Buddhism in Central Asia III

Impacts of Non-Buddhist Influences, Doctrines


The BuddhistRoad project has been creating a new framework to understand the dynamics of cultural encounter and religious transfer across premodern Eastern Central Asia. This framework includes a new focus on the complex interactions between Buddhism and non-Buddhist traditions and a deepening of the traditional focus on Buddhist doctrines between the 6th and 14th centuries, as Buddhism continued to spread along an ancient, local political-economic-cultural system of exchange, often referred to as the Silk Roads. This volume brings together world renowned experts to discuss these issues including Buddhism and Christianity, Islam, Daoism, Manichaeism, local indigenous traditions, Tantra etc.

Contributors include: Daniel Berounský, Michal Biran, Max Deeg, Lewis Doney, Mélodie Doumy, Meghan Howard Masang, Yukiyo Kasai, Diego Loukota, Carmen Meinert, Sam van Schaik, Henrik H. Sørensen, and Jens Wilkens.
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Lewis Doney, PhD (2011), is Professor of Tibetan Studies at the Rheinische Friedrich-Wilhelms-Universität Bonn and cooperation partner of the ERC project BuddhistRoad. He has published on numerous aspects of early Tibetan kingship and religion and Sino-Tibetan communities around Dunhuang, including the monograph The Zangs gling ma: The First Padmasambhava Biography (International Institute for Tibetan and Buddhist Studies, 2014) and the edited volume, Bringing Buddhism to Tibet: History and Narrative in the Dba’ bzhed Manuscript (De Gruyter, 2021).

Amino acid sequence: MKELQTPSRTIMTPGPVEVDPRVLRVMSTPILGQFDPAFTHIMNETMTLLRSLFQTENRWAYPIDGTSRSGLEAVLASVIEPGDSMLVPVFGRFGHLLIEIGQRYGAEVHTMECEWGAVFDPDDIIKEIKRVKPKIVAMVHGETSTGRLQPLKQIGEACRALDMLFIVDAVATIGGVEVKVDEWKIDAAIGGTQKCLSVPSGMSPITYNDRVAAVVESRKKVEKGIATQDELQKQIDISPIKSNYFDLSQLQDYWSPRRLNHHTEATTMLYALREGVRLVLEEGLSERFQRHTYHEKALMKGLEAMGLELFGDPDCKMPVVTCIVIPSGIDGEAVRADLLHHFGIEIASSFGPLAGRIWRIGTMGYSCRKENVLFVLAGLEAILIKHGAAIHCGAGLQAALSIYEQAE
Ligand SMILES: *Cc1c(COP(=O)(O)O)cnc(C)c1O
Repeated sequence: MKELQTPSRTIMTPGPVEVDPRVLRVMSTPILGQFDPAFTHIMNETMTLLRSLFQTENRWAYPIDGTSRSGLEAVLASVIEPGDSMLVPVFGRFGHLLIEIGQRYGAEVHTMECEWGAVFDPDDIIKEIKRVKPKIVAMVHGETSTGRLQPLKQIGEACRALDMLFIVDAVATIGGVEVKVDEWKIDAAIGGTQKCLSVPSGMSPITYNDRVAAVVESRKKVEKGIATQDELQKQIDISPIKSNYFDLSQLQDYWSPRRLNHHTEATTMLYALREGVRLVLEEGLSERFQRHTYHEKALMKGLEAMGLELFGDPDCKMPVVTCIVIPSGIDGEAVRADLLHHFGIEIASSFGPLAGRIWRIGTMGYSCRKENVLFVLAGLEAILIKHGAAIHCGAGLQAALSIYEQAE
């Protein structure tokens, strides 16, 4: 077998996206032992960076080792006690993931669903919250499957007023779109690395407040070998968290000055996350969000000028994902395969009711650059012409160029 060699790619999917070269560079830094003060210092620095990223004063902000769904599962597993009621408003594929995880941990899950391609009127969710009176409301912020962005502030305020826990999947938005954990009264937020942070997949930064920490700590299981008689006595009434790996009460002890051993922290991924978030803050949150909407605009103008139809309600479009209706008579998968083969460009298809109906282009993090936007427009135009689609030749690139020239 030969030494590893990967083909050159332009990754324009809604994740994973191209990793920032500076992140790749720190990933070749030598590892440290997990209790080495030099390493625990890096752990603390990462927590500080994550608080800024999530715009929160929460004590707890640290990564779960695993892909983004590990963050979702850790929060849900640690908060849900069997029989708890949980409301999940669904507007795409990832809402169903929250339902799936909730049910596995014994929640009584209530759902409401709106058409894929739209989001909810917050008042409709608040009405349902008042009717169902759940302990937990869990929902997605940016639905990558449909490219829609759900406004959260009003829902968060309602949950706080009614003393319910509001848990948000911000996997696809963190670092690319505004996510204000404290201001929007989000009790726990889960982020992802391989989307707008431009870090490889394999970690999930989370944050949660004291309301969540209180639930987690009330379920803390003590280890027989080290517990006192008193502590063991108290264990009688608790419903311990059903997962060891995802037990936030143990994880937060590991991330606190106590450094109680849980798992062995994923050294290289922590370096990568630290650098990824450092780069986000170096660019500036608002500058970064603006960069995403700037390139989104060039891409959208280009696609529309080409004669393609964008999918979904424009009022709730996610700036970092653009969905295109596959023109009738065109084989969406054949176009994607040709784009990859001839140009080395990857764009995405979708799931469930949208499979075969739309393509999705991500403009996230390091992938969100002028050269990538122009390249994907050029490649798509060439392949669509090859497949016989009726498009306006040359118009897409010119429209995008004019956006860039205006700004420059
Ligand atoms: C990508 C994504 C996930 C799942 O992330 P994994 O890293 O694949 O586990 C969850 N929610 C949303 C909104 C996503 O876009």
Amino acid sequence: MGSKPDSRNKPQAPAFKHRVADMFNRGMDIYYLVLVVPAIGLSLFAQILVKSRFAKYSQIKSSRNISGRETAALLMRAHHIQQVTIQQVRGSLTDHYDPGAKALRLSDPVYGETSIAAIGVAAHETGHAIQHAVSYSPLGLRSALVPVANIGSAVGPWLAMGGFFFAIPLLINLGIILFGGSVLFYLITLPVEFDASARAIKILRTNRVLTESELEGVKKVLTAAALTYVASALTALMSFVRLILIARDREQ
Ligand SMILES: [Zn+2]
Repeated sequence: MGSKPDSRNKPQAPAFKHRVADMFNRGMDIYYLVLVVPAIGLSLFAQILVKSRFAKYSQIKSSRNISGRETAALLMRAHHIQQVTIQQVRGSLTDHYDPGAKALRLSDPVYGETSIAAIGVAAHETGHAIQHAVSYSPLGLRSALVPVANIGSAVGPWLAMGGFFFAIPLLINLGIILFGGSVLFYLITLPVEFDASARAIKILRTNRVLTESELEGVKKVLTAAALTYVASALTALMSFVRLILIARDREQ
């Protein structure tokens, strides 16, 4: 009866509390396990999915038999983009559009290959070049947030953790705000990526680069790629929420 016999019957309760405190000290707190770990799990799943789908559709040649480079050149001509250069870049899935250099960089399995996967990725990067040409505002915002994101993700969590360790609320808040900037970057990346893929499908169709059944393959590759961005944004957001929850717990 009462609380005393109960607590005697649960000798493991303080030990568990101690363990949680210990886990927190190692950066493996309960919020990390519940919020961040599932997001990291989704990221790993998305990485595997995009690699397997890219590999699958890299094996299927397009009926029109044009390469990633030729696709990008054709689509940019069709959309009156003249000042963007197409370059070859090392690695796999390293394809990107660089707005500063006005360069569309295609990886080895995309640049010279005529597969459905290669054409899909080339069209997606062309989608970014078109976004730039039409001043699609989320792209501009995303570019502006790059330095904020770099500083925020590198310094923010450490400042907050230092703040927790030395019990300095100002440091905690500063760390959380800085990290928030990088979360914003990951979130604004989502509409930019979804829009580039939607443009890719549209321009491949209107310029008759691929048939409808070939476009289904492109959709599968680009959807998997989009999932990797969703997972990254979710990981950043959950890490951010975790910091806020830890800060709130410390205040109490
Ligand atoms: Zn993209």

Carmen Meinert, PhD (2001), is Professor for Central Asian Religions at Ruhr University Bochum and PI of the ERC project BuddhistRoad. She is trained in Buddhist and Tibetan Studies, as well as Sinology. Her recent publications include many individual contributions to these fields, as well as co-editing Buddhist Encounters and Identities Across East Asia (Brill, 2018) and Buddhism in Central Asia I: Patronage, Legitimation, Sacred Space, and Pilgrimage (Brill, 2020).
Henrik H. Sørensen, PhD (1988), Ruhr University Bochum, Germany is project coordinator of the ERC project BuddhistRoad. He has published widely on Chinese and Korean Buddhism, in particular Esoteric Buddhist traditions. He served as co-editor of Esoteric Buddhism and the Tantras in East Asia (Brill, 2011) and Buddhism in Central Asia II: Practice and Rituals, Visual and Material Transfer (Brill, 2022). His current research focuses on Buddhism in Dunhuang.
Yukiyo Kasai, PhD (2005), Ruhr University Bochum, Germany, is a research associate of the ERC project BuddhistRoad and received her habilitation degree in 2021. She has demonstrated her vast knowledge of Uyghur manuscripts and their multilinguality through a number of published monographs and diverse articles on Old Uyghur Buddhist texts, and has in addition recently co-edited Buddhism in Central Asia II: Practice and Rituals, Visual and Material Transfer (Brill, 2022).
The current collection of articles is of relevance to researchers and students of Central Asian Buddhism broadly conceived, as well as more broadly in History, Religious Studies and Theology.
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